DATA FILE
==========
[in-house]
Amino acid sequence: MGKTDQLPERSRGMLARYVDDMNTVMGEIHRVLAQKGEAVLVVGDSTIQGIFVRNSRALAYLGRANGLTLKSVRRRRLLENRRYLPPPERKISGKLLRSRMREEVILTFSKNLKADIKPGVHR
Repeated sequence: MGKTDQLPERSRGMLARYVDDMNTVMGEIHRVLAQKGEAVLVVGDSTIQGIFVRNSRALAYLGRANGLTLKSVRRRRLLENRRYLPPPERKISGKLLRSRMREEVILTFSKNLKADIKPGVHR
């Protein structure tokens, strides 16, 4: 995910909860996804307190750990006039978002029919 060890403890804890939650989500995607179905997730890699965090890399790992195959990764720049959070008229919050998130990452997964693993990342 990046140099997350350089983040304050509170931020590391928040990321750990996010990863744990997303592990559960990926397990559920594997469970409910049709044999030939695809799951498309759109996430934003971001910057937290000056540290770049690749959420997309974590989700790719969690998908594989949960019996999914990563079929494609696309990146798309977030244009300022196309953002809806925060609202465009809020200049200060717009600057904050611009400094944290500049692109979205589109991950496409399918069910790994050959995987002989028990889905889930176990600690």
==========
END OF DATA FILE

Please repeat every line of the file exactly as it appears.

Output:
[in-house]
Amino acid sequence: MGKTDQLPERSRGMLARYVDDMNTVMGEIHRVLAQKGEAVLVVGDSTIQGIFVRNSRALAYLGRANGLTLKSVRRRRLLENRRYLPPPERKISGKLLRSRMREEVILTFSKNLKADIKPGVHR
Repeated sequence: MGKTDQLPERSRGMLARYVDDMNTVMGEIHRVLAQKGEAVLVVGDSTIQGIFVRNSRALAYLGRANGLTLKSVRRRRLLENRRYLPPPERKISGKLLRSRMREEVILTFSKNLKADIKPGVHR
């Protein structure tokens, strides 16, 4: 995910909860996804307190750990006039978002029919 060890403890804890939650989500995607179905997730890699965090890399790992195959990764720049959070008229919050998130990452997964693993990342 990046140099997350350089983040304050509170931020590391928040990321750990996010990863744990997303592990559960990926397990559920594997469970409910049709044999030939695809799951498309759109996430934003971001910057937290000056540290770049690749959420997309974590989700790719969690998908594989949960019996999914990563079929494609696309990146798309977030244009300022196309953002809806925060609202465009809020200049200060717009600057904050611009400094944290500049692109979205589109991950496409399918069910790994050959995987002989028990889905889930176990600690």